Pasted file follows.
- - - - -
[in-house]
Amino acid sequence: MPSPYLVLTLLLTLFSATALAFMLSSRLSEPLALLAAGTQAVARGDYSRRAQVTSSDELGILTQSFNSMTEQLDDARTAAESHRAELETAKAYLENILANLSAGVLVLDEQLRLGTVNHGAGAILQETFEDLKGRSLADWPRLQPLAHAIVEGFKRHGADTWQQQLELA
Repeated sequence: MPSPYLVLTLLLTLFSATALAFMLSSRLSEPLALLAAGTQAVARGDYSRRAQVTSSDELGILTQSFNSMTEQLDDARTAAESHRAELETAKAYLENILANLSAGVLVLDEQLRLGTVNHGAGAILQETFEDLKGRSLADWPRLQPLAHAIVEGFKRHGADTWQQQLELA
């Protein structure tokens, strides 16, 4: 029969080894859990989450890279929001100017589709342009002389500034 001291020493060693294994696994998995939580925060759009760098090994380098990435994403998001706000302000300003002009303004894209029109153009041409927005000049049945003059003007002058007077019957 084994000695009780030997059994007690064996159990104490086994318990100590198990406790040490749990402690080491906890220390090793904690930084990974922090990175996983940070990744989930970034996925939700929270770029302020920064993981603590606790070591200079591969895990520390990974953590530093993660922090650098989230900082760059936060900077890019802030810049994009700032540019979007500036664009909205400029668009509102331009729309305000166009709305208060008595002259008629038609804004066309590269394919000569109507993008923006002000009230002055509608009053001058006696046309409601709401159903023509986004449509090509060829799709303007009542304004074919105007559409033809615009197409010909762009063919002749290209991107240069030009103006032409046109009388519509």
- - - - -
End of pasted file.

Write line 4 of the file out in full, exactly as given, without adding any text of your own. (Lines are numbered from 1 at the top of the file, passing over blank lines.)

């Protein structure tokens, strides 16, 4: 029969080894859990989450890279929001100017589709342009002389500034 001291020493060693294994696994998995939580925060759009760098090994380098990435994403998001706000302000300003002009303004894209029109153009041409927005000049049945003059003007002058007077019957 084994000695009780030997059994007690064996159990104490086994318990100590198990406790040490749990402690080491906890220390090793904690930084990974922090990175996983940070990744989930970034996925939700929270770029302020920064993981603590606790070591200079591969895990520390990974953590530093993660922090650098989230900082760059936060900077890019802030810049994009700032540019979007500036664009909205400029668009509102331009729309305000166009709305208060008595002259008629038609804004066309590269394919000569109507993008923006002000009230002055509608009053001058006696046309409601709401159903023509986004449509090509060829799709303007009542304004074919105007559409033809615009197409010909762009063919002749290209991107240069030009103006032409046109009388519509």